With the discovery of heavy quarks and development of the standard model it has become possible in real terms to make some headway in attacking the problem of CR-symmetry distortions. Inherent in the standard model are CR-distortion effects which should be distinctly manifest in the decay of heavy mesons containing b -quarks. Yet the heavier t- quarks cannot form mesons or baryons because of the short lifetime. That is why B -mesons and B -baryons are a unique object of investigations.
Experimental studies of CR-distortions are being continued on K -mesons. However, to elucidate the phenomenon we plan to carry on these experiments at new and larger planes of high-energy physics. Improved particle accelerators should be built for the purpose. In them the energy of encounters (collisions) should be high enough to generate heavy quarks, because their transmutations, along with transmutations to light quarks, are incidental to the effects of CR-symmetry distortions. Such installations are in operation at CERN (Switzerland) involved with elementary particles, at the Fermi National Laboratory in the United States, and at the DESU research center in Germany New plants are slated for construction at the Institute of High-Energy Physics in Protvino, Russia, and the CERN center. The B- meson plants, now under construction in the United States and Japan, also hold some promise. In these installations B- mesons will be generated as a result of collisions of high-energy electrons and positrons.
Weak interactions may cause essential changes in quarks. Gauging the probabilities of such transmutations (conversions), we may determine the value of a CR-distortion. Reliable measurements of such values could be obtained in B-meson decays.
Experimental studies of neutral B -mesons ( B 0 ) decay are likewise of some interest. The probability on such decay was found to be heavily dependent on the value of CR- symmetry distortion. Besides, before the moment of decay, B 0 -mesons may undergo spontaneous and multiple transmutations to anti B 0 -mesons. Therefore it is important to find the rate of these interconversions.
A major program for studying CR-distortion effects is to be carried out in a large hadron collider at CERN in which two clusters of protons, accelerated to an energy of 7 TeV, will be colliding. The two largest detectors, ATLAS and CMS, registering such collisions, will be used for studying a set of reactions and, consequently, for determining the value of CR- symmetry distortion within the standard model and the degree of how this model correlates with experimental conditions.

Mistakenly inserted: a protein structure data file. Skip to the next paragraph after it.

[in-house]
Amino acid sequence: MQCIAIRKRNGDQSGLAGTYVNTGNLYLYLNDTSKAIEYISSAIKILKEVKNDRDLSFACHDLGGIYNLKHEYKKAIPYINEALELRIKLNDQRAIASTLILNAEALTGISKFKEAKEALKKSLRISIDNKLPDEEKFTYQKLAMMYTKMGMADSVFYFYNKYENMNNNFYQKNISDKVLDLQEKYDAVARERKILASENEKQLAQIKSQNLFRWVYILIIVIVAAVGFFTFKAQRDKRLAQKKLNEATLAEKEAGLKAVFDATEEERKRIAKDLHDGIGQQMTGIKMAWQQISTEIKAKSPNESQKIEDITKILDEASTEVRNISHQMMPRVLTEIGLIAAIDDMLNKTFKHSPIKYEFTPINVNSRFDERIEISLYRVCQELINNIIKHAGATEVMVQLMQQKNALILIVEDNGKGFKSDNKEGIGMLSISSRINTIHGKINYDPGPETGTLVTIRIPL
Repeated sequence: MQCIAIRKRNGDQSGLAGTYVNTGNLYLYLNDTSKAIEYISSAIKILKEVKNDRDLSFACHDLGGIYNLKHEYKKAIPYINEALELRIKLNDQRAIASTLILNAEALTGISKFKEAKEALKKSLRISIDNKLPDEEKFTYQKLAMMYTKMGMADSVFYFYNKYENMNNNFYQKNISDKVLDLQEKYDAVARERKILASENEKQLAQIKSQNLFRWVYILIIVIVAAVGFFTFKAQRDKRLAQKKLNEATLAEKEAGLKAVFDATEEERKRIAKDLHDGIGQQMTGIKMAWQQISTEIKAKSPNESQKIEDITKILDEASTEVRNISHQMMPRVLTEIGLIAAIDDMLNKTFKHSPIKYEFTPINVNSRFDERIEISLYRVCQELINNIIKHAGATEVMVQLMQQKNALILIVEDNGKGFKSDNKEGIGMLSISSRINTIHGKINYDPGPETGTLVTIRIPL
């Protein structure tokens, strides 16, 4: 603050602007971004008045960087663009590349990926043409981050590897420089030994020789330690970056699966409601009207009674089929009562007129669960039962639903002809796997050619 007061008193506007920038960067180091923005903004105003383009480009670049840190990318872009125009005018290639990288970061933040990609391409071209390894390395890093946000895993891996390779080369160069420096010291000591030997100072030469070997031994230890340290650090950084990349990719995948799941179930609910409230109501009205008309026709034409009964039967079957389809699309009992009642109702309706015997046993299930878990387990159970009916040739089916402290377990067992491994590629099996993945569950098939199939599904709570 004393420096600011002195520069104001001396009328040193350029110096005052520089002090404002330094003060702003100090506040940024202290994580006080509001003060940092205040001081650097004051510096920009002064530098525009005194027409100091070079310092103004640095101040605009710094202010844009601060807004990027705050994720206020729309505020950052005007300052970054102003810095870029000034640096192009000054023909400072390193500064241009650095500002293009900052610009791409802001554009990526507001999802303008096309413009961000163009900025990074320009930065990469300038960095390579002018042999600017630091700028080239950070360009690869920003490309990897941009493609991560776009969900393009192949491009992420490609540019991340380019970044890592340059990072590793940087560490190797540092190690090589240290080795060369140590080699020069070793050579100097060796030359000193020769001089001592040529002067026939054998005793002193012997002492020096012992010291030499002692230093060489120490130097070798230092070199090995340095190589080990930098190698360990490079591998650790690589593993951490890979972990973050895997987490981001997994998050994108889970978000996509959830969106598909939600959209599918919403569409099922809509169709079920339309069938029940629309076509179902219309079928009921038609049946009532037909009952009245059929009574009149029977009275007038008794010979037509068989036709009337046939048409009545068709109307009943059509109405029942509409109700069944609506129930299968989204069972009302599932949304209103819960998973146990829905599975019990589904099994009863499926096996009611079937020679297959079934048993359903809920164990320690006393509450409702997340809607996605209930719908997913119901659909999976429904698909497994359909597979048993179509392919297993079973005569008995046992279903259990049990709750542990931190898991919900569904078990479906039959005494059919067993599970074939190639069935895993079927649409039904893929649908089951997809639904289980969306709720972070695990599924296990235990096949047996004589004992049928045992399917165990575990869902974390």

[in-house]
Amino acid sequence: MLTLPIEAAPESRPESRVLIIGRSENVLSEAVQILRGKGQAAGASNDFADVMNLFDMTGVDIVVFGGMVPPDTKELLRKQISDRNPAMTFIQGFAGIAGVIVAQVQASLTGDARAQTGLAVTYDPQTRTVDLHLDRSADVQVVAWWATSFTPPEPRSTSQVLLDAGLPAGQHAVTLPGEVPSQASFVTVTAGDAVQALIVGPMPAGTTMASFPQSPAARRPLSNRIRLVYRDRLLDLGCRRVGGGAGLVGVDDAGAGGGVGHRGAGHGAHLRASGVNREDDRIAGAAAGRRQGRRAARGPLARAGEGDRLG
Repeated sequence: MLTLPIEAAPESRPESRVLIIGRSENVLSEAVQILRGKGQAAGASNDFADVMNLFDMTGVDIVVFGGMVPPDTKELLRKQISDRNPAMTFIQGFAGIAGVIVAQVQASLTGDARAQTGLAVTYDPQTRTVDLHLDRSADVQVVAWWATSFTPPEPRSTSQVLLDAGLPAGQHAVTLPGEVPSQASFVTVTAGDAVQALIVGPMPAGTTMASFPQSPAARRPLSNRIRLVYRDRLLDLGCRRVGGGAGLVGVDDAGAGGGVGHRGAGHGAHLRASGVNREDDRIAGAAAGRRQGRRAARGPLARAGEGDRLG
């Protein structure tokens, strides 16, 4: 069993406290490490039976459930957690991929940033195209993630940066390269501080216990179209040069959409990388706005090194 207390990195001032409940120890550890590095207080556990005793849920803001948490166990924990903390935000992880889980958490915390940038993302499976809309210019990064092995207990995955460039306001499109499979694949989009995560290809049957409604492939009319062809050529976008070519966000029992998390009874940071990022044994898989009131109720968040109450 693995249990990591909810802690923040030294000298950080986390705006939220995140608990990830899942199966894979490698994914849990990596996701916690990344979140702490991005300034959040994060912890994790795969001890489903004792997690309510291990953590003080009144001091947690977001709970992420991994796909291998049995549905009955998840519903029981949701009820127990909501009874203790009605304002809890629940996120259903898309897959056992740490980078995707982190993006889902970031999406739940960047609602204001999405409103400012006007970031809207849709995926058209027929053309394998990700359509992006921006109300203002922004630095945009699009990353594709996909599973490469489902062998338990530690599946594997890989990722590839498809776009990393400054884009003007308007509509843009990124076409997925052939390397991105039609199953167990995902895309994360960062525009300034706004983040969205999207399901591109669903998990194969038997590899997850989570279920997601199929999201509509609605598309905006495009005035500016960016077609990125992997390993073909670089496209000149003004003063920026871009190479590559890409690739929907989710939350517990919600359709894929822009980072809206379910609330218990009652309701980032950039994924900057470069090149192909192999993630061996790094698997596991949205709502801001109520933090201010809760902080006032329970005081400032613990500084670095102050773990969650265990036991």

Russian physicists are to take part in this project. At the present time they are getting ready designing detector devices, preparing programs for the measurement and simulation of reactions, and the like. Some of this work is being carried out in Russia. For instance, in an ATLAS experiment physicists of the Joint Institute for Nuclear Research at Dubna have simulated conditions for registering B 0 -meson decays that give rise to charm particles. This reaction, in which there is a c -quark within the secondary Ds -meson, calls for particularly accurate measurements due to the high rate of processes. At the Nuclear Research Institute (Moscow State University) a research team headed by the author of the present article is looking into the possibility of studying rare B -mesons decays in the presence of leptons. Such decays, the probability of which according to the standard model is very low (10 -6 -10 -11 ), may reveal new mechanisms of CR-distortion.
The chief methods of B- mesons and B -baryons detection are based on the ability of these particles to cover some distance before the moment of decay The decay point may be at a distance of several millimeters from the point of protons collision. The characteristic distances registered thereby are equal to hundreds of microns. To enable such measurements, we are designing an apical detector to be put near the region of proton collisions.
The trajectories of particles are likewise indicative of B- hadron decay. The trajectory of B -hadron particles bypasses the point of protons collision, and the B -hadron track is clearly distinct among the tracks of other particles by its deflection from the collision point. A superhigh-resolution detector is needed to measure the value of this deflection and particle pulses. It should also identify the relatively slow particles formed in consequence of B -hadron decay.
The trajectories of particles need not be determined for all the proton collisions but only for those in which a signal, indicating the formation of b -quarks, is registered. This signal is represented by a muon with a significant projection of the pulse in the direction perpendicular to a cluster of protons (above 4-6 GeV/s, and above 20 GeV/s, if the accelerator is operating at maximum intensity). Such muons are formed with the decay of b -quarks; the sign of the electric charge of a muon indicates its origin: a negatively charged muon is formed with the decay of a b -quark, and that with a positive charge, with the decay of anti b -quark. For this purpose the detector should be equipped with an effective system capable of identifying muons and measuring their pulse.
All these systems are component elements of experimental plants of the ATLAS and CMS type.
Thus our physicists are in for intriguing studies into the properties of symmetry relative to space and time.